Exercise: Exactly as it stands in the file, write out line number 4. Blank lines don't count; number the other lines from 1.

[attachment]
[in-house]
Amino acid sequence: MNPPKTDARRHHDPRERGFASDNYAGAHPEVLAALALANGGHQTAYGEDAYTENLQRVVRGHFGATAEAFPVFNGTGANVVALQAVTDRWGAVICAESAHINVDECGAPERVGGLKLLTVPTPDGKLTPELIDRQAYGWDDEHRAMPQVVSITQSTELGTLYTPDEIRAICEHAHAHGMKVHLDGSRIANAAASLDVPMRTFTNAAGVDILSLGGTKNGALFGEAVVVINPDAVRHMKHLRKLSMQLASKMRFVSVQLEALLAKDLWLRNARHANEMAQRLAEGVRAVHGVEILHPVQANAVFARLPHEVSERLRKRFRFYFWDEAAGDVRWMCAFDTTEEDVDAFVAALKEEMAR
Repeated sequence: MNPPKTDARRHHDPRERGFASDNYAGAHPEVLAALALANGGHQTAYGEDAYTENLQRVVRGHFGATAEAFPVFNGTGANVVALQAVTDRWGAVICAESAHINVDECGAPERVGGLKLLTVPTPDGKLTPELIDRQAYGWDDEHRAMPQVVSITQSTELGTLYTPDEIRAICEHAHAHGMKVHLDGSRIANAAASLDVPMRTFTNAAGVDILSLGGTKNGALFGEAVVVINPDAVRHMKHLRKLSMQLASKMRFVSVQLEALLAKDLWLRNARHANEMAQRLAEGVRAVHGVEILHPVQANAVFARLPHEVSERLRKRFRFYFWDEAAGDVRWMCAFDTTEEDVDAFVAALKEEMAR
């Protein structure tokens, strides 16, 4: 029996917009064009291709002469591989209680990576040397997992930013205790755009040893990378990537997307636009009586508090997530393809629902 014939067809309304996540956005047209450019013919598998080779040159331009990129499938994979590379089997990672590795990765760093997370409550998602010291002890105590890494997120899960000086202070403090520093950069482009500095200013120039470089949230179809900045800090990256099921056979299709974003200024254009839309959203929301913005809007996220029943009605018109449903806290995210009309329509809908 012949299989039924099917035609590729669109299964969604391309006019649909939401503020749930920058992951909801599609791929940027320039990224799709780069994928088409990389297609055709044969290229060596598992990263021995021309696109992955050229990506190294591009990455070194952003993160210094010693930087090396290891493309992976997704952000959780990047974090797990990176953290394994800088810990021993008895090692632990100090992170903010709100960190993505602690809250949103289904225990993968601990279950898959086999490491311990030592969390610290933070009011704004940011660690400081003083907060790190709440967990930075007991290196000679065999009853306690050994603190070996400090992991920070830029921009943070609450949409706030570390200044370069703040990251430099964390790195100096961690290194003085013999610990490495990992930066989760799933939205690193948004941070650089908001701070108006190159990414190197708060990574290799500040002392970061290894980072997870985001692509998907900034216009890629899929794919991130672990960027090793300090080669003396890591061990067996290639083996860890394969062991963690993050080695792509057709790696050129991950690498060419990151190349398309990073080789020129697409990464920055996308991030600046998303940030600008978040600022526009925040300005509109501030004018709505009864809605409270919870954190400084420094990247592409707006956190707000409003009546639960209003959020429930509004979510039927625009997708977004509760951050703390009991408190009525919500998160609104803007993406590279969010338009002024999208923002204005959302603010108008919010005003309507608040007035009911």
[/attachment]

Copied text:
């Protein structure tokens, strides 16, 4: 029996917009064009291709002469591989209680990576040397997992930013205790755009040893990378990537997307636009009586508090997530393809629902 014939067809309304996540956005047209450019013919598998080779040159331009990129499938994979590379089997990672590795990765760093997370409550998602010291002890105590890494997120899960000086202070403090520093950069482009500095200013120039470089949230179809900045800090990256099921056979299709974003200024254009839309959203929301913005809007996220029943009605018109449903806290995210009309329509809908 012949299989039924099917035609590729669109299964969604391309006019649909939401503020749930920058992951909801599609791929940027320039990224799709780069994928088409990389297609055709044969290229060596598992990263021995021309696109992955050229990506190294591009990455070194952003993160210094010693930087090396290891493309992976997704952000959780990047974090797990990176953290394994800088810990021993008895090692632990100090992170903010709100960190993505602690809250949103289904225990993968601990279950898959086999490491311990030592969390610290933070009011704004940011660690400081003083907060790190709440967990930075007991290196000679065999009853306690050994603190070996400090992991920070830029921009943070609450949409706030570390200044370069703040990251430099964390790195100096961690290194003085013999610990490495990992930066989760799933939205690193948004941070650089908001701070108006190159990414190197708060990574290799500040002392970061290894980072997870985001692509998907900034216009890629899929794919991130672990960027090793300090080669003396890591061990067996290639083996860890394969062991963690993050080695792509057709790696050129991950690498060419990151190349398309990073080789020129697409990464920055996308991030600046998303940030600008978040600022526009925040300005509109501030004018709505009864809605409270919870954190400084420094990247592409707006956190707000409003009546639960209003959020429930509004979510039927625009997708977004509760951050703390009991408190009525919500998160609104803007993406590279969010338009002024999208923002204005959302603010108008919010005003309507608040007035009911």